In 2016, for the first time, bees were added to the endangered species list in the United States. 7 species of Hawaiian yellow-faced bees, native to Hawaii, were added. Then in early 2017, the first bee to be placed on the endangered species list by the Fish and Wildlife Service in the continental US was the rusty patched bumblebee. At the time of this writing the new administration in the White House had put this one on hold.
The Rusty Patched Bumblebee
Rusty patched bumblebees are the first bee in the continental US to be placed on the endangered species list for federal protection. This species has undergone an incredibly rapid decline by almost 90% in the last two decades. These large, furry-looking bumble bees used to be a common sight in most of North America, but this is no longer the case. They are essential pollinators of tomatoes, peppers, blueberries and other important crops.
Bees on the Endangered Species List
According to the Fish and Wildlife Service, once a species is on the list, it is easier for them to create partnerships and gather resources towards the goal of saving the endangered population. In the case of bees, this is no simple task. The decline of this bee (and also that of many other bee species worldwide) is thought to be caused by a combination of factors: diseases, lack of habitat, climate change and, of course, harmful pesticides and insecticides especially neonicotinoids. Neonicotinoids are used in products for gardens, farm crops and pets. Continue reading Bees on the Endangered Species List→
I got this simple bamboo mason bee house for my daughter last year. I chose this one because it had a nice modern look, and was made from bamboo. It was also one of the least expensive I saw. I thought it would be a great way to learn about bees and attract them to our yard. I have learned a lot since buying this house a year ago. See this post about getting my first bees and how I had to rig this house to make it safe and functional by basically taking it completely apart. I recommend looking at the mason bee houses and supplies at Crown Bees, where I got my mason bees, if you are looking for a bee house.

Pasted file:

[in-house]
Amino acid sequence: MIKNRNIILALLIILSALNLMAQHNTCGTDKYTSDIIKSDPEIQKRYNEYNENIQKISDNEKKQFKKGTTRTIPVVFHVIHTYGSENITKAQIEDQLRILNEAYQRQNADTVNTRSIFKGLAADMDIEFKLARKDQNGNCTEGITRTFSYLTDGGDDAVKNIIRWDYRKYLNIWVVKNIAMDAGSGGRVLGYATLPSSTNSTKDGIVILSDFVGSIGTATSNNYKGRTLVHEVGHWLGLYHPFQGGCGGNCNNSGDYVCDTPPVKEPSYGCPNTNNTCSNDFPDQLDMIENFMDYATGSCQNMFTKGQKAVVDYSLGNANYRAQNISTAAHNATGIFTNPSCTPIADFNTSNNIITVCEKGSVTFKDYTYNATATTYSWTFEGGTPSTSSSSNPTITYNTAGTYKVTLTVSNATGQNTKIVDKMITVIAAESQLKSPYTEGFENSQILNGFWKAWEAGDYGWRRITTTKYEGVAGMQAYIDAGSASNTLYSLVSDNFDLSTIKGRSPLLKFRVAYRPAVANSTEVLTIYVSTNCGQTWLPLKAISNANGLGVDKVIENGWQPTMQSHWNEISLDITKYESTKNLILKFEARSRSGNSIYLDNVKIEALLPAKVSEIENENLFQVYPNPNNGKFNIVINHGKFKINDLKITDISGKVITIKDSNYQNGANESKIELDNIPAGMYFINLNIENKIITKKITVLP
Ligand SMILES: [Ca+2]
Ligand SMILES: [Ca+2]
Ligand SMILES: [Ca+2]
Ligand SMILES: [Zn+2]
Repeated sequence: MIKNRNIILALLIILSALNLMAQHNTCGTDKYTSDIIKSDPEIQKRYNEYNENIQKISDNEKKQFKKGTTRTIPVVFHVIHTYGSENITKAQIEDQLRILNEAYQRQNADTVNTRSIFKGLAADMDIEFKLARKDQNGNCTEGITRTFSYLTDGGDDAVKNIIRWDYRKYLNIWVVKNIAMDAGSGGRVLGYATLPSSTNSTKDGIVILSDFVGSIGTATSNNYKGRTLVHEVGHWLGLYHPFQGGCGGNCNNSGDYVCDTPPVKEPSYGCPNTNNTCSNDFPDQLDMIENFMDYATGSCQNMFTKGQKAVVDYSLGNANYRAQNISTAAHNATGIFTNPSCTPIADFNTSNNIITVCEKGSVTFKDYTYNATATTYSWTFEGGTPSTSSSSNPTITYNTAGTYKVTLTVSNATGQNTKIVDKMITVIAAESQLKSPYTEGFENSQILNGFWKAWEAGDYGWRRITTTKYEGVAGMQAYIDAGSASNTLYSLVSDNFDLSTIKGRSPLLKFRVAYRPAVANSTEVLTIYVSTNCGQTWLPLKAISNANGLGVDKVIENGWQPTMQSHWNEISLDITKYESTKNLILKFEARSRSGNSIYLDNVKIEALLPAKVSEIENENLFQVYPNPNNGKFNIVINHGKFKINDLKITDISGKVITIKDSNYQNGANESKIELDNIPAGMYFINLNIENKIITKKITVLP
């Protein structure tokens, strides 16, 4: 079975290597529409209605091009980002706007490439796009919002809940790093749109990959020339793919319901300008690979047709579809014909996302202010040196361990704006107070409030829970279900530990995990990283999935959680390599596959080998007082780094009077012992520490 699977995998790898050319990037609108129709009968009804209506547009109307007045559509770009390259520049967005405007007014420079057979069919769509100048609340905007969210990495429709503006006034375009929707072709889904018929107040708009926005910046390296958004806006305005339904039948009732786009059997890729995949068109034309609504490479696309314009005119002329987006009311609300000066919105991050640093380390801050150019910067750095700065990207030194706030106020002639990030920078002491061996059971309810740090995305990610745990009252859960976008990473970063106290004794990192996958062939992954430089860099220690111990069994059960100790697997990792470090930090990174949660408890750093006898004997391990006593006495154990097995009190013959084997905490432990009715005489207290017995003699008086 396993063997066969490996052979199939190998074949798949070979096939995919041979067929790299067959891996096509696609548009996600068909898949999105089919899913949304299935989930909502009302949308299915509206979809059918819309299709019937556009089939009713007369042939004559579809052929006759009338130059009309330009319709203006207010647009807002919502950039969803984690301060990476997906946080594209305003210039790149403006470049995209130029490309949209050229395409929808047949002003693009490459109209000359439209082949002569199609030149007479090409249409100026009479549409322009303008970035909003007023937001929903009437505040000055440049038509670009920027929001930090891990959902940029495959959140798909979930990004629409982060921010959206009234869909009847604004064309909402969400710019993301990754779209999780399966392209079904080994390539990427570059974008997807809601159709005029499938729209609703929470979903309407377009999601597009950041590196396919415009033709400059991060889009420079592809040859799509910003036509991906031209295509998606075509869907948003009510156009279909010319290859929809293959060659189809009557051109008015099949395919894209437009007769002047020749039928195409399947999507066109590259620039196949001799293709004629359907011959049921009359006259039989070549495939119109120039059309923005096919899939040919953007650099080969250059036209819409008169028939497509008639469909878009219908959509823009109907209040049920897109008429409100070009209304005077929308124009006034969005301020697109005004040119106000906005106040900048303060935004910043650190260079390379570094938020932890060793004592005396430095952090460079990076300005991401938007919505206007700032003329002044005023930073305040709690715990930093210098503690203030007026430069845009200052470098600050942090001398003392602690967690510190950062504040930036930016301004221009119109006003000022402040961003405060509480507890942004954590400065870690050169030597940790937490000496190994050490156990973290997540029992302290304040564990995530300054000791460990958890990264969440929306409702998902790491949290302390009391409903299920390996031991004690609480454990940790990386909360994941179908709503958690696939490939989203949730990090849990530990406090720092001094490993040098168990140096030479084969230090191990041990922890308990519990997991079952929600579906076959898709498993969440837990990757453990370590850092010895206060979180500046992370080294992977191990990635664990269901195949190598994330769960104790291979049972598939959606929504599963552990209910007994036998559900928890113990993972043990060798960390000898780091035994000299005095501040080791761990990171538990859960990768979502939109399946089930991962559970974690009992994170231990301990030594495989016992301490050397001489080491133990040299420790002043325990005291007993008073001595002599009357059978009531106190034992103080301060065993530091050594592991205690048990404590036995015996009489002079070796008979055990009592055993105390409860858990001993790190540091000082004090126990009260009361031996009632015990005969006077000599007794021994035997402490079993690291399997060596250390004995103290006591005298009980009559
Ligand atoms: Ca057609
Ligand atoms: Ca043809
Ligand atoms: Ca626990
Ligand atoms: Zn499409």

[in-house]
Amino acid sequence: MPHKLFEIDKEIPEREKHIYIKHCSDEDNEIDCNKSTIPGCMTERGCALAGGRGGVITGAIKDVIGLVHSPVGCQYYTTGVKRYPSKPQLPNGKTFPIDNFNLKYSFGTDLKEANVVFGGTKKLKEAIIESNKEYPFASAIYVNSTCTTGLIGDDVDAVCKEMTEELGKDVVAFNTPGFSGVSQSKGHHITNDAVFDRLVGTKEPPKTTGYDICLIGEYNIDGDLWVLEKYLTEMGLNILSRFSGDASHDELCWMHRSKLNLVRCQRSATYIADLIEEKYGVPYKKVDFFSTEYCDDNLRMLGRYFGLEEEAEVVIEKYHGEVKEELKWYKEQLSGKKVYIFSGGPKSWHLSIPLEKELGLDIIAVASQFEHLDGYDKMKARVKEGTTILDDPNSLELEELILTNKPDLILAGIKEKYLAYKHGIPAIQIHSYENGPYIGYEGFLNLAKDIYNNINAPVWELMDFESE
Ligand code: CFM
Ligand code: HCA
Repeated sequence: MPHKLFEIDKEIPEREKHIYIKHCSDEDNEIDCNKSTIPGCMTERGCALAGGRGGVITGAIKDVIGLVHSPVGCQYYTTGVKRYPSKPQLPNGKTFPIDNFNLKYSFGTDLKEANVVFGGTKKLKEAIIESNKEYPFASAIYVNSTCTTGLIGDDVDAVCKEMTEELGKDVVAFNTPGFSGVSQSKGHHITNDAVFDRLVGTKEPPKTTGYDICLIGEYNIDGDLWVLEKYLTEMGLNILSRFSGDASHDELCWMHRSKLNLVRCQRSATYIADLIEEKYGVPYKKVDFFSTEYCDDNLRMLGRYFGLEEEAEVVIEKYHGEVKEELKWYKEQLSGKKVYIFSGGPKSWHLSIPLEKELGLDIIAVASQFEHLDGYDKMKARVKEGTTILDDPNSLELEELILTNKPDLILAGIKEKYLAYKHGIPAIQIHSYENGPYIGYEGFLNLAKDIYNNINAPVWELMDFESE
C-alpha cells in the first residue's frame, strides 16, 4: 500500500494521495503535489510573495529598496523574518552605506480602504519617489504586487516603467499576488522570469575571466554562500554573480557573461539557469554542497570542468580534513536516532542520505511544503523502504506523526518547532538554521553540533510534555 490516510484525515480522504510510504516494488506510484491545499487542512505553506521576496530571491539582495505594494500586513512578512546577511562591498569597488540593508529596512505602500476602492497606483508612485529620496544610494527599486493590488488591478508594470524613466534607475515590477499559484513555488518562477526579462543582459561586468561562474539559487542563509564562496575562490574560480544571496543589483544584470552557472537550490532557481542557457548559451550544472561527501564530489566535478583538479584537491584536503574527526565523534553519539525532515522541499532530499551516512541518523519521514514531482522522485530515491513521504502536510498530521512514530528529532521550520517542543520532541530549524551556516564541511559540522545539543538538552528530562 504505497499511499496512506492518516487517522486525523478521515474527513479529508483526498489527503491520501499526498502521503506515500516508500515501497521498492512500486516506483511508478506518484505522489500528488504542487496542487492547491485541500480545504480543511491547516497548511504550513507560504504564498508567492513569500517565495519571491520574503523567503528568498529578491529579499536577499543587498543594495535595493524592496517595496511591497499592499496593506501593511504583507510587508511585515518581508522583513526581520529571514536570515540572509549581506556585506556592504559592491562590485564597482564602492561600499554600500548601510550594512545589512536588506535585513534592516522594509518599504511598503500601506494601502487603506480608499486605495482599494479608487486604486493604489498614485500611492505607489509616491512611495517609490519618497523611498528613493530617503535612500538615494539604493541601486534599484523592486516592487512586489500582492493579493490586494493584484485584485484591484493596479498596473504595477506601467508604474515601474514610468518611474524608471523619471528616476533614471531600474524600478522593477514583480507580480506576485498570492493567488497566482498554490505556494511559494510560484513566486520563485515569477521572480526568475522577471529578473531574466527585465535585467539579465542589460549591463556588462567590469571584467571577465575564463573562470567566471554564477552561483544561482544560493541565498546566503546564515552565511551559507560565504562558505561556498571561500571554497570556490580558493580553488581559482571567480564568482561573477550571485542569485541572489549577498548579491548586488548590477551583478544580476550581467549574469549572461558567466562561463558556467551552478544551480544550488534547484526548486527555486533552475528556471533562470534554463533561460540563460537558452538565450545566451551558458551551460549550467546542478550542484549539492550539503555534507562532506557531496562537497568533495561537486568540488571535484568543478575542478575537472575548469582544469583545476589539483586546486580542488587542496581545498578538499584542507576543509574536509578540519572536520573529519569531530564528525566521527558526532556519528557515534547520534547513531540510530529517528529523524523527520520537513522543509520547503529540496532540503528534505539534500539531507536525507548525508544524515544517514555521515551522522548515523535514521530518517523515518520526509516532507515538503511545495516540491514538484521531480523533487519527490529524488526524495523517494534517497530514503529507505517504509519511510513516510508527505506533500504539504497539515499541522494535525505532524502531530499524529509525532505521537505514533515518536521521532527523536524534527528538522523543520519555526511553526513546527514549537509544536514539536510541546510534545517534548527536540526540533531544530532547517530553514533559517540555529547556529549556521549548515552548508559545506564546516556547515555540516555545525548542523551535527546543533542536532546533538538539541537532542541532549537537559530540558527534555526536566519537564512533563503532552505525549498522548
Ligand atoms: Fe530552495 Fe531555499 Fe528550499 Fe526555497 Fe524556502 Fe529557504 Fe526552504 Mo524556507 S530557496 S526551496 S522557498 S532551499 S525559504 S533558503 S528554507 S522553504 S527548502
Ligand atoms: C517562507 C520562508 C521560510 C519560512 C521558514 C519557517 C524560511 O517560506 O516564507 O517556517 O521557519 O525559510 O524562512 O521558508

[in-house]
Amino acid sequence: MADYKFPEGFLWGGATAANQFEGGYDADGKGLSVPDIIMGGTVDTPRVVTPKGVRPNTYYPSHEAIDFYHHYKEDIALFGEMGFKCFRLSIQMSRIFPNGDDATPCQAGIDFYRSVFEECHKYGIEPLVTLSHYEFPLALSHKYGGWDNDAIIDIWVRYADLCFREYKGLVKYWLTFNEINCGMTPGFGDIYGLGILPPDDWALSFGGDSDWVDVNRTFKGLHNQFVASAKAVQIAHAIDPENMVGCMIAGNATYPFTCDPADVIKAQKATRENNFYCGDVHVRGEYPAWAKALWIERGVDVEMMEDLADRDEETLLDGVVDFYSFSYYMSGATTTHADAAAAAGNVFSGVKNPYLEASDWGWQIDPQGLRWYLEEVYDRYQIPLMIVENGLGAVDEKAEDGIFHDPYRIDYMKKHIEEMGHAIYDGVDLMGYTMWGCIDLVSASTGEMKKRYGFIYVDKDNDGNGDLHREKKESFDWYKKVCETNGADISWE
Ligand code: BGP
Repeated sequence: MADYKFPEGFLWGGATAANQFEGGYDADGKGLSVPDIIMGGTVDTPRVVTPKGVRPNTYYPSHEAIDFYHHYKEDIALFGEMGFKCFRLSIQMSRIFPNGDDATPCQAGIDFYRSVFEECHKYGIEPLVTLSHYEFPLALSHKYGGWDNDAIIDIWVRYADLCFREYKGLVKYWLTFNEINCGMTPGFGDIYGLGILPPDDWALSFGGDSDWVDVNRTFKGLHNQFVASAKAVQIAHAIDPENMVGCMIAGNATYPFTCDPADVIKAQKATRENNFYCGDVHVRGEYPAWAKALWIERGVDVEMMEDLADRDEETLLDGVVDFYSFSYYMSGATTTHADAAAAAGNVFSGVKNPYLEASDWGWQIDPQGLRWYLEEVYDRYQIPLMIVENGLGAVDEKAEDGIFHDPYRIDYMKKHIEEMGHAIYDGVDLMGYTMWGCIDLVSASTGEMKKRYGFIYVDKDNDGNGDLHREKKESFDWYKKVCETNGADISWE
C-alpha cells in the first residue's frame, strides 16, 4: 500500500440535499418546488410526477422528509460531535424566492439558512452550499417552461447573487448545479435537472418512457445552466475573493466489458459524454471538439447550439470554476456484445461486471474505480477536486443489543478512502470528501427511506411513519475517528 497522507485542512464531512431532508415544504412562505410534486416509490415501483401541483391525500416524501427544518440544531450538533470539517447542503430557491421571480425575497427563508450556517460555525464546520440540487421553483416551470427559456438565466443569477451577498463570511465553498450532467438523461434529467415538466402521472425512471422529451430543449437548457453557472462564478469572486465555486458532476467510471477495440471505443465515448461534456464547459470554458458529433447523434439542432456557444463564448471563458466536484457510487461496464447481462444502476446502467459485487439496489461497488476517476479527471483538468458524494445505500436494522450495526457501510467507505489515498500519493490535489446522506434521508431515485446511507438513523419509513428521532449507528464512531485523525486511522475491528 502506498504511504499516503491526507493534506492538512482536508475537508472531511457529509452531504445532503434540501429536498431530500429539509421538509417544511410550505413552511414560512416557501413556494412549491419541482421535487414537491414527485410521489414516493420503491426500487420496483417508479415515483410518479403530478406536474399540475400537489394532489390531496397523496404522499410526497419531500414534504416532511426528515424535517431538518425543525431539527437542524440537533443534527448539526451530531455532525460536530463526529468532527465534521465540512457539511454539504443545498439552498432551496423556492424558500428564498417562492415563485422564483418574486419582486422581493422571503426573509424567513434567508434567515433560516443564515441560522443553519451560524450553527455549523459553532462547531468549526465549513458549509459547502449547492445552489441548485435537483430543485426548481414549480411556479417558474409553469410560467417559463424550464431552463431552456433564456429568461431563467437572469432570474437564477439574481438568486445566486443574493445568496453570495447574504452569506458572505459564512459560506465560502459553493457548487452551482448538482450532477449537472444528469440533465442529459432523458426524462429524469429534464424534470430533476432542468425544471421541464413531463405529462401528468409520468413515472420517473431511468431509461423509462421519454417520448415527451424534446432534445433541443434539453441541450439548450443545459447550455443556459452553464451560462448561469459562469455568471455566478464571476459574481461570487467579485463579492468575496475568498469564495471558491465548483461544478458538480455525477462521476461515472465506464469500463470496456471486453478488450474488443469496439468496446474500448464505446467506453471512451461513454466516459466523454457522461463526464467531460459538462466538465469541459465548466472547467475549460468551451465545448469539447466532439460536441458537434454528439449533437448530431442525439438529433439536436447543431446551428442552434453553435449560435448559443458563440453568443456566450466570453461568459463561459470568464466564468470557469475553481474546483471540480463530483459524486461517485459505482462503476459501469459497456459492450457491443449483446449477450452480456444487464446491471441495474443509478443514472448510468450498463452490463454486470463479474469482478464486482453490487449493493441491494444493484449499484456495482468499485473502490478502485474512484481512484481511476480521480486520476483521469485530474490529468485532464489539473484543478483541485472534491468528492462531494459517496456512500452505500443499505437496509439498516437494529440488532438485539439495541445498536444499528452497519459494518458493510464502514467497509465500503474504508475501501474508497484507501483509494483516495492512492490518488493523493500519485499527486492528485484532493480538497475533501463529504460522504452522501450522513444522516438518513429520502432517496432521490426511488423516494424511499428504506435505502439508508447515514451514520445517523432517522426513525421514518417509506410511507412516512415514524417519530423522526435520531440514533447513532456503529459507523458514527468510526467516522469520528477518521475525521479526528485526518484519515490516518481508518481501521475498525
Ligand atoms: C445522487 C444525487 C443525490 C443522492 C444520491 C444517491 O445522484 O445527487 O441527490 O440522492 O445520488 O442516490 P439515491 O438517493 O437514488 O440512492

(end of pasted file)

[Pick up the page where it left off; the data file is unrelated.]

Mason bees are non-agressive, native bees that lay their eggs in narrow passages, like those in the bee house. Unlike honey bees, they are solitary bees. The females make their own nests and there are no worker bees. They lay their eggs in hollowed tubular shapes, such as hollow reeds or holes in wood. When a nest is filled with eggs, they plug the end and move on to find the next nest great post to read.
These mason bee houses and others like them provide lots of tube shaped spaces for bees to create nests and lay their eggs. If it looks plugged up with mud or something pasty you’ll know it is filled with eggs. So far in ours, none of the tubes are filled. I’m not sure if we just don’t have mason bees around here or if they have plenty of other spaces nearby in which to lay their eggs. Continue reading Product Review: Bamboo Mason Bee House→
Are you not quite sure how to tell honey bees from some of their look-alikes? All black and yellow pollinators are not created equal. Next time, take a closer look and you will soon learn to clearly see the differences between honey bees, bumble bees and wasps. Yellow jackets, hornets and paper wasps are all technically types of wasps — Not that it matters should you get stung.
So, what do honey bees look like? And how to tell them from their relatives?
I was deciding how much honey to buy from a local beekeeper the other day. We met in a playground parking lot while her kids happily played in the rain. “It never goes bad!” she told me.
“They found it in Egyptian tombs.”
She knew I was interested in beekeeping so she went on to tell me which essential oils she uses to treat mites and how to tell when the hive starts to reject a queen. She had a squirmy baby in her arms and three other young kids in tow and I was the one who couldn’t follow the conversation! Once my brain cleared, I did a bit of research.
Does honey go bad?
Nope! My new beekeeper friend was right! Honey that was thousands of years old was indeed found in Egyptian tombs. I doubt anyone tasted it, but it had remained preserved in jars for that long. Continue reading Does Honey Go Bad?→
Beekeeping has always been one of those things in the back of my mind. One of those thoughts that I don’t even let fully surface before I knock it down. I would love to learn how to become a beekeeper, but...Or, wouldn’t it be fun to have a little beehive… And then life goes on, as it does, and I haven’t gotten a beehive, or learned the cello, or made my own shampoo. Our world doesn’t always make space for these little glimpses of ideas that make no sense and seem to serve no real purpose.
But more and more it feels like those odd little ideas and tiny nonsensical sparks ARE life. And they deserve our full attention, if we can trust just a little.
So how does a person who knows nothing about bees, learn how to become a beekeeper?